2016’s Interactive & Film Festival felt like a different SXSW than I’ve experienced the last couple of years. There’s always an underlying tech theme, but with everything internet/social media connected anyway, there was room for more personal growth, purpose and inspiring action.
Perhaps I’m more attracted to sessions that expand my approach to life and bring more meaning to my everyday existence, but I was finding even with the keynote speakers a softening of the self.
For the longest time, startup and tech culture have been about pouring all your energy, time, blood, sweat and tears toward launching something first. From that, you look at data, even more data, metrics, analysis, engagement, yada yada yada. It was very calculated and taxing and ego driven.
What I noticed last year was a push for physical ways to address tech stress through yoga and meditation. This is the initial step for many to begin the practice of yoga; to undo the modern day abuse to our minds and bodies through a physical practice.
However, this year, the conversations go deeper than the surface. And this is where I felt the real yoga that I study and practice comes in.
Brene Brown, a University of Houston research professor, gave an inspiring talk about what courage really is. One of my favorite quotes from her session was, “Courage is the willingness to show up and let yourself be seen – deeply seen.”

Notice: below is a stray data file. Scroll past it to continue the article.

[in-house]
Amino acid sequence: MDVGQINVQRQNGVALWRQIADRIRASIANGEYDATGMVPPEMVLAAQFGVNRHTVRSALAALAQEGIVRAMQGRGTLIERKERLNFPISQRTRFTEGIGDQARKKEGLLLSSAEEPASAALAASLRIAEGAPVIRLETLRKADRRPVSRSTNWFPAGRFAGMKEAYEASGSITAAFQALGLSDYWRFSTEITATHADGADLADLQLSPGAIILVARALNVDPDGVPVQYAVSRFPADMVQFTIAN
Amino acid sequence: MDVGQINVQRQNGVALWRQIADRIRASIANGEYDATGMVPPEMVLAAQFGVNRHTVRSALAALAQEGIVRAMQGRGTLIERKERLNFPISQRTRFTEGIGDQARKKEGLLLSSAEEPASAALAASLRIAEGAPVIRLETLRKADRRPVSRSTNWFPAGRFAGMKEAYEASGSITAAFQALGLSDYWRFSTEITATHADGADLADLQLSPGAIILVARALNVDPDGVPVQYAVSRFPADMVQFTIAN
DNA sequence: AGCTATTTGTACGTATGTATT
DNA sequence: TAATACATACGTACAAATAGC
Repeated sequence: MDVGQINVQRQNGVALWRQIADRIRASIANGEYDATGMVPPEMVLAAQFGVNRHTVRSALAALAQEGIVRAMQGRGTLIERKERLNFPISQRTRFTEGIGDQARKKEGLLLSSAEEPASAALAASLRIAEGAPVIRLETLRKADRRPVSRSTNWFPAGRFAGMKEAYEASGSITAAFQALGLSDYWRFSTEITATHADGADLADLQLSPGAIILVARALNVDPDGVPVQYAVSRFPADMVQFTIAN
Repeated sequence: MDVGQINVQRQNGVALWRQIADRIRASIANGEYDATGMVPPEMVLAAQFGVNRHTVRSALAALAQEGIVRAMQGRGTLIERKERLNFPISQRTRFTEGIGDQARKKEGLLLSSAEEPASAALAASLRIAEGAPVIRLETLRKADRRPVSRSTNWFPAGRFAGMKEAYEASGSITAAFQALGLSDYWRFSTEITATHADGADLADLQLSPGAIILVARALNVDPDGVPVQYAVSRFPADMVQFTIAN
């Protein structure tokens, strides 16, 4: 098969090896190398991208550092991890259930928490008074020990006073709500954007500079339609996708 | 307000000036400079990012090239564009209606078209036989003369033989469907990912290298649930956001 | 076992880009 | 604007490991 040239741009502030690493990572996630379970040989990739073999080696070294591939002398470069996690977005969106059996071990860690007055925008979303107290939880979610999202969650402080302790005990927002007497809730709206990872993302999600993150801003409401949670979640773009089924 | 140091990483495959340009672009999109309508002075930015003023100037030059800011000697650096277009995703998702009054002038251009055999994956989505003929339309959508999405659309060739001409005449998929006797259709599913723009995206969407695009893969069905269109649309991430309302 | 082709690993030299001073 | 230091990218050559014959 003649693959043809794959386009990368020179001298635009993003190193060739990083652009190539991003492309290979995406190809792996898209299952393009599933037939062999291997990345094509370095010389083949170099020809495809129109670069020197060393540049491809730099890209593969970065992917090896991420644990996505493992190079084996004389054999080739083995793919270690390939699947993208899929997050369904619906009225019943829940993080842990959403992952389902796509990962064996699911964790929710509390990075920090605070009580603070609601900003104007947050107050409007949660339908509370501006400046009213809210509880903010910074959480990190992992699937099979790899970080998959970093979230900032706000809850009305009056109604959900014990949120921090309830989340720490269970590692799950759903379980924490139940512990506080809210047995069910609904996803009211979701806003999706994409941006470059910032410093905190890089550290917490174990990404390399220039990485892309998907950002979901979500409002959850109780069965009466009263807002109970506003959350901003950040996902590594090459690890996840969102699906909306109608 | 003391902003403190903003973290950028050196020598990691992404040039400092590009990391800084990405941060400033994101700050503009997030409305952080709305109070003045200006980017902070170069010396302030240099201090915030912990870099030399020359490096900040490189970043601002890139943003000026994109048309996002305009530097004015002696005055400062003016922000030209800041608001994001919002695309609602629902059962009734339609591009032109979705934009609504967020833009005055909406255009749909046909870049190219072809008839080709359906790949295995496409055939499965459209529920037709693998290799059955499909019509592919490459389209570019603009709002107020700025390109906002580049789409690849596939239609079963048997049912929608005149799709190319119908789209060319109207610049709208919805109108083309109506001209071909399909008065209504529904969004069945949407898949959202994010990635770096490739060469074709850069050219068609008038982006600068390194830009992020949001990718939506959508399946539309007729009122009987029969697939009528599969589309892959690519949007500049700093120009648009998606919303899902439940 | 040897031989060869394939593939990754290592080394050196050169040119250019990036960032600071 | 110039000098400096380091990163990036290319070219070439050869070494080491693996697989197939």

She also talked about how our minds get attached to the stories we create to make sense of our world, never questioning the accuracy of them. When we are hurt or scared or angry, our emotional brain overtakes the rational, and then our stories drive our actions.
I loved this quote as well. “The bravest among us all know heartbreak. They had the courage to love deeply.” There is so much truth in those statements, and my eyes immediately teared up as I thought about my dad. I know the shattering pain of loss only because my love for him was so deep. I continue to allow my vulnerability to be seen because I know that is the only way I can heal and connect with others.
The opening keynote, Casey Gerald, also talked about vulnerability – to lean into it, to be open to connection with other people and to doubt the gospel/security/attachment/promise/hope that we are fed. When we stop relying on blind faith in our institutions or status quo or the establishment, possibilities start to open up to do better and to find another way. “It’s possible that we are wrong and raises the question, why are people suffering so bad?”
Since I had a Gold badge, I took advantage of catching whatever films I could, usually the late night showing after I was done teaching yoga. A surprising documentary I enjoyed was Tony Robbins: I Am Not Your Guru. If you remember Tony Robbins from the ‘90s, he seemed like an overhyped motivational speaker for desperate people. (These were my judgy teen years, mind you.)
Let me eat my own judgmental teen thoughts because once I got past his big personality and trampoline jumping routine, I was on board with his overall message. Get out of your own head. Lean into your fears to break through them. Face your truth head on. (BTW, the film will debut on Netflix on July 15.)
I still have a lot of other sessions to go back and watch online as I tried not to feel tied to a rigid schedule. I’ll leave you with some pics I took over my “Spring Break” and then I’ll file this chapter away until next year’s SXSW!